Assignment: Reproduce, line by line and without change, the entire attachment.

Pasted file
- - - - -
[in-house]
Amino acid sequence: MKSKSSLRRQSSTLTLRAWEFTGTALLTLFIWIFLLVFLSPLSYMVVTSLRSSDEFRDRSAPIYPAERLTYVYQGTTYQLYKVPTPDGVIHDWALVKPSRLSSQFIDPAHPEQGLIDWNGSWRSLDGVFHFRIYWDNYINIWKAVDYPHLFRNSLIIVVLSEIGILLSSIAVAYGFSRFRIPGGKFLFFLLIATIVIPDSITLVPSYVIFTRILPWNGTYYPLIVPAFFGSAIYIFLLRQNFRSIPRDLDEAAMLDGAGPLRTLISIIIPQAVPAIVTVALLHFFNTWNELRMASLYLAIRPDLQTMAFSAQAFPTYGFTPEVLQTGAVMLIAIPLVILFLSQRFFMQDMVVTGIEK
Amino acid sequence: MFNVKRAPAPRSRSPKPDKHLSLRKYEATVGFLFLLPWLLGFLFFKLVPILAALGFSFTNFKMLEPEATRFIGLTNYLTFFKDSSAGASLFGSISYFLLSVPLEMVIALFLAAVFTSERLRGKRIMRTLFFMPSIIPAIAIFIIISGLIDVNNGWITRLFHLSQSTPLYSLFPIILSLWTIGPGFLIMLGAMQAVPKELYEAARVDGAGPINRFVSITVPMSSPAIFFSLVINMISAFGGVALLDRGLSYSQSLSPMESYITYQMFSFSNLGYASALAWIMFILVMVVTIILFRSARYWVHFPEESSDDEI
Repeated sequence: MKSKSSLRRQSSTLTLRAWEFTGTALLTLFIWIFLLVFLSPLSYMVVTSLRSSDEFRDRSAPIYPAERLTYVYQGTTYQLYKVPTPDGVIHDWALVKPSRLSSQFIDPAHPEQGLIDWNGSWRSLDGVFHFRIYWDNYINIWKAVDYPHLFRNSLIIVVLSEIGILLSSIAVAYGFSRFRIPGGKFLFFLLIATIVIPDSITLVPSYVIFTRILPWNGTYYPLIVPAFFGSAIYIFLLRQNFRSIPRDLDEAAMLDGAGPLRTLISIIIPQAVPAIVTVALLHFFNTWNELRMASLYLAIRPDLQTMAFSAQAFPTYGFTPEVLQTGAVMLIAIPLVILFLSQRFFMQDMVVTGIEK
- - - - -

[in-house]
Amino acid sequence: MKSKSSLRRQSSTLTLRAWEFTGTALLTLFIWIFLLVFLSPLSYMVVTSLRSSDEFRDRSAPIYPAERLTYVYQGTTYQLYKVPTPDGVIHDWALVKPSRLSSQFIDPAHPEQGLIDWNGSWRSLDGVFHFRIYWDNYINIWKAVDYPHLFRNSLIIVVLSEIGILLSSIAVAYGFSRFRIPGGKFLFFLLIATIVIPDSITLVPSYVIFTRILPWNGTYYPLIVPAFFGSAIYIFLLRQNFRSIPRDLDEAAMLDGAGPLRTLISIIIPQAVPAIVTVALLHFFNTWNELRMASLYLAIRPDLQTMAFSAQAFPTYGFTPEVLQTGAVMLIAIPLVILFLSQRFFMQDMVVTGIEK
Amino acid sequence: MFNVKRAPAPRSRSPKPDKHLSLRKYEATVGFLFLLPWLLGFLFFKLVPILAALGFSFTNFKMLEPEATRFIGLTNYLTFFKDSSAGASLFGSISYFLLSVPLEMVIALFLAAVFTSERLRGKRIMRTLFFMPSIIPAIAIFIIISGLIDVNNGWITRLFHLSQSTPLYSLFPIILSLWTIGPGFLIMLGAMQAVPKELYEAARVDGAGPINRFVSITVPMSSPAIFFSLVINMISAFGGVALLDRGLSYSQSLSPMESYITYQMFSFSNLGYASALAWIMFILVMVVTIILFRSARYWVHFPEESSDDEI
Repeated sequence: MKSKSSLRRQSSTLTLRAWEFTGTALLTLFIWIFLLVFLSPLSYMVVTSLRSSDEFRDRSAPIYPAERLTYVYQGTTYQLYKVPTPDGVIHDWALVKPSRLSSQFIDPAHPEQGLIDWNGSWRSLDGVFHFRIYWDNYINIWKAVDYPHLFRNSLIIVVLSEIGILLSSIAVAYGFSRFRIPGGKFLFFLLIATIVIPDSITLVPSYVIFTRILPWNGTYYPLIVPAFFGSAIYIFLLRQNFRSIPRDLDEAAMLDGAGPLRTLISIIIPQAVPAIVTVALLHFFNTWNELRMASLYLAIRPDLQTMAFSAQAFPTYGFTPEVLQTGAVMLIAIPLVILFLSQRFFMQDMVVTGIEK